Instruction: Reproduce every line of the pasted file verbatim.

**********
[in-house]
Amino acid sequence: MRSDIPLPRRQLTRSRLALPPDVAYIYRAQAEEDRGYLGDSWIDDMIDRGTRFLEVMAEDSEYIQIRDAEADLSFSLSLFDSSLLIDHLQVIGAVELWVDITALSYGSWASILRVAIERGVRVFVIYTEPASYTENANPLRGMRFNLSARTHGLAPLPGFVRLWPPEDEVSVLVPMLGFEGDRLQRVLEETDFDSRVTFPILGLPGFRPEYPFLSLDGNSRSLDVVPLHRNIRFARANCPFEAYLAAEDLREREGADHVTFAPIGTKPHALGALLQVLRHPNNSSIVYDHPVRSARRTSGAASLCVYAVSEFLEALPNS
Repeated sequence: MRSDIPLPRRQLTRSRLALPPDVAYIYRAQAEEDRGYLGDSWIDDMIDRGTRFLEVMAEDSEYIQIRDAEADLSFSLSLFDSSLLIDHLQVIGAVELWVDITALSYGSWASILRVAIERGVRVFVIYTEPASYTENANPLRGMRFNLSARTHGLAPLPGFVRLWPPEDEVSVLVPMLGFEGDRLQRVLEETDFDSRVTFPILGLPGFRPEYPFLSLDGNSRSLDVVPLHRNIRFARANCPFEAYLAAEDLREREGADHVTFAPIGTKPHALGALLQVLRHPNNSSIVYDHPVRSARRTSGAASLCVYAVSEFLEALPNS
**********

[in-house]
Amino acid sequence: MRSDIPLPRRQLTRSRLALPPDVAYIYRAQAEEDRGYLGDSWIDDMIDRGTRFLEVMAEDSEYIQIRDAEADLSFSLSLFDSSLLIDHLQVIGAVELWVDITALSYGSWASILRVAIERGVRVFVIYTEPASYTENANPLRGMRFNLSARTHGLAPLPGFVRLWPPEDEVSVLVPMLGFEGDRLQRVLEETDFDSRVTFPILGLPGFRPEYPFLSLDGNSRSLDVVPLHRNIRFARANCPFEAYLAAEDLREREGADHVTFAPIGTKPHALGALLQVLRHPNNSSIVYDHPVRSARRTSGAASLCVYAVSEFLEALPNS
Repeated sequence: MRSDIPLPRRQLTRSRLALPPDVAYIYRAQAEEDRGYLGDSWIDDMIDRGTRFLEVMAEDSEYIQIRDAEADLSFSLSLFDSSLLIDHLQVIGAVELWVDITALSYGSWASILRVAIERGVRVFVIYTEPASYTENANPLRGMRFNLSARTHGLAPLPGFVRLWPPEDEVSVLVPMLGFEGDRLQRVLEETDFDSRVTFPILGLPGFRPEYPFLSLDGNSRSLDVVPLHRNIRFARANCPFEAYLAAEDLREREGADHVTFAPIGTKPHALGALLQVLRHPNNSSIVYDHPVRSARRTSGAASLCVYAVSEFLEALPNS